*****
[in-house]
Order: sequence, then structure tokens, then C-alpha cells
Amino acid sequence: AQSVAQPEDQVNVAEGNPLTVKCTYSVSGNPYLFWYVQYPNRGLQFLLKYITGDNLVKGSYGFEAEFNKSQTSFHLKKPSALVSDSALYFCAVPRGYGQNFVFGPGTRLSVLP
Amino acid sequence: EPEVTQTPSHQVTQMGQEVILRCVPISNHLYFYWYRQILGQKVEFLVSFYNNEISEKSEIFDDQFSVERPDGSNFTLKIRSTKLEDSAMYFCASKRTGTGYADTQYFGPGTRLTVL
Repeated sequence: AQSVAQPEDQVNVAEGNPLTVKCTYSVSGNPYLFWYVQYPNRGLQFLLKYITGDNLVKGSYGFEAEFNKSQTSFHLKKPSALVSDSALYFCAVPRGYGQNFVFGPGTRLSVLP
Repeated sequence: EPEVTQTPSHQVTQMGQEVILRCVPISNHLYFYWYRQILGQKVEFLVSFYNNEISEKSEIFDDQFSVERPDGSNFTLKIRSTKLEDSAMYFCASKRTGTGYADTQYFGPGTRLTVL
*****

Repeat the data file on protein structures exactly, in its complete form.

[in-house]
Order: sequence, then structure tokens, then C-alpha cells
Amino acid sequence: AQSVAQPEDQVNVAEGNPLTVKCTYSVSGNPYLFWYVQYPNRGLQFLLKYITGDNLVKGSYGFEAEFNKSQTSFHLKKPSALVSDSALYFCAVPRGYGQNFVFGPGTRLSVLP
Amino acid sequence: EPEVTQTPSHQVTQMGQEVILRCVPISNHLYFYWYRQILGQKVEFLVSFYNNEISEKSEIFDDQFSVERPDGSNFTLKIRSTKLEDSAMYFCASKRTGTGYADTQYFGPGTRLTVL
Repeated sequence: AQSVAQPEDQVNVAEGNPLTVKCTYSVSGNPYLFWYVQYPNRGLQFLLKYITGDNLVKGSYGFEAEFNKSQTSFHLKKPSALVSDSALYFCAVPRGYGQNFVFGPGTRLSVLP
Repeated sequence: EPEVTQTPSHQVTQMGQEVILRCVPISNHLYFYWYRQILGQKVEFLVSFYNNEISEKSEIFDDQFSVERPDGSNFTLKIRSTKLEDSAMYFCASKRTGTGYADTQYFGPGTRLTVL